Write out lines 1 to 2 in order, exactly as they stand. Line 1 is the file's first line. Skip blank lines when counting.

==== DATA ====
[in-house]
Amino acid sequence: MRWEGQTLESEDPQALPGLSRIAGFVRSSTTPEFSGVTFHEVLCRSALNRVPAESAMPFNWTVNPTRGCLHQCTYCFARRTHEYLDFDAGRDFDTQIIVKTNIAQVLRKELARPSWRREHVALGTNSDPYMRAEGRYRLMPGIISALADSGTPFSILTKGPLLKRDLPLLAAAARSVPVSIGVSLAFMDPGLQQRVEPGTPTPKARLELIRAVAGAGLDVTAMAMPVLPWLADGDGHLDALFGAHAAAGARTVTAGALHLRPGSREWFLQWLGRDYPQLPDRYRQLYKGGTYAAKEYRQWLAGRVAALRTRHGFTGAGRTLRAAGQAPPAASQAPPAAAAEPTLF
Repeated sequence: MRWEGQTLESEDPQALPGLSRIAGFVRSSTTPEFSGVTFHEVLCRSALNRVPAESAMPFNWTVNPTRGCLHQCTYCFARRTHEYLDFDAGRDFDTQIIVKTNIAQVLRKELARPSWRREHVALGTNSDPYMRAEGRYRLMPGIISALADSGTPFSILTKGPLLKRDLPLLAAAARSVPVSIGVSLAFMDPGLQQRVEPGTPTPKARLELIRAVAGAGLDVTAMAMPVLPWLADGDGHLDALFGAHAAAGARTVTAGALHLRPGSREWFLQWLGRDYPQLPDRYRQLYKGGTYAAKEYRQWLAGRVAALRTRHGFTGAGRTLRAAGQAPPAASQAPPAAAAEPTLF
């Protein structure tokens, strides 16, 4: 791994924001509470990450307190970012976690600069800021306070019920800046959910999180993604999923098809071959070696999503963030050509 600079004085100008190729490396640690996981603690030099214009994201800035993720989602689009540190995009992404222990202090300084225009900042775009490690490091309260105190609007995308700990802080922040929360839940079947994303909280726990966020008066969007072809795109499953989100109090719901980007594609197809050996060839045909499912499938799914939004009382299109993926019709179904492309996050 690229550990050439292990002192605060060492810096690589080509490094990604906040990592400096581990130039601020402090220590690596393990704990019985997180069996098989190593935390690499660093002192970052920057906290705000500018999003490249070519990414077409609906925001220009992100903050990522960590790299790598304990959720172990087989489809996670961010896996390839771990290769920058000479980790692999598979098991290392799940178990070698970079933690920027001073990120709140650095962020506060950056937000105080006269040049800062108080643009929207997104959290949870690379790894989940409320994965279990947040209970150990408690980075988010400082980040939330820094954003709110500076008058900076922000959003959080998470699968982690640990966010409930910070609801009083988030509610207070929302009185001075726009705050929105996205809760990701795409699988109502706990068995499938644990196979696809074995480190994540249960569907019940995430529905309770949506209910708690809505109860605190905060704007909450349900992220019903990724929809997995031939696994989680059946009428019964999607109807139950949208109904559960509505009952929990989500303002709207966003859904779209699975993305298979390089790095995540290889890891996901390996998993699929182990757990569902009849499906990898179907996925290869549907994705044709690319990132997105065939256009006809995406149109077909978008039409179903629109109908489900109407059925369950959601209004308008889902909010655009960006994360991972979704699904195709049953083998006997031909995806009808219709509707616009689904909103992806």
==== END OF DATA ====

[in-house]
Amino acid sequence: MRWEGQTLESEDPQALPGLSRIAGFVRSSTTPEFSGVTFHEVLCRSALNRVPAESAMPFNWTVNPTRGCLHQCTYCFARRTHEYLDFDAGRDFDTQIIVKTNIAQVLRKELARPSWRREHVALGTNSDPYMRAEGRYRLMPGIISALADSGTPFSILTKGPLLKRDLPLLAAAARSVPVSIGVSLAFMDPGLQQRVEPGTPTPKARLELIRAVAGAGLDVTAMAMPVLPWLADGDGHLDALFGAHAAAGARTVTAGALHLRPGSREWFLQWLGRDYPQLPDRYRQLYKGGTYAAKEYRQWLAGRVAALRTRHGFTGAGRTLRAAGQAPPAASQAPPAAAAEPTLF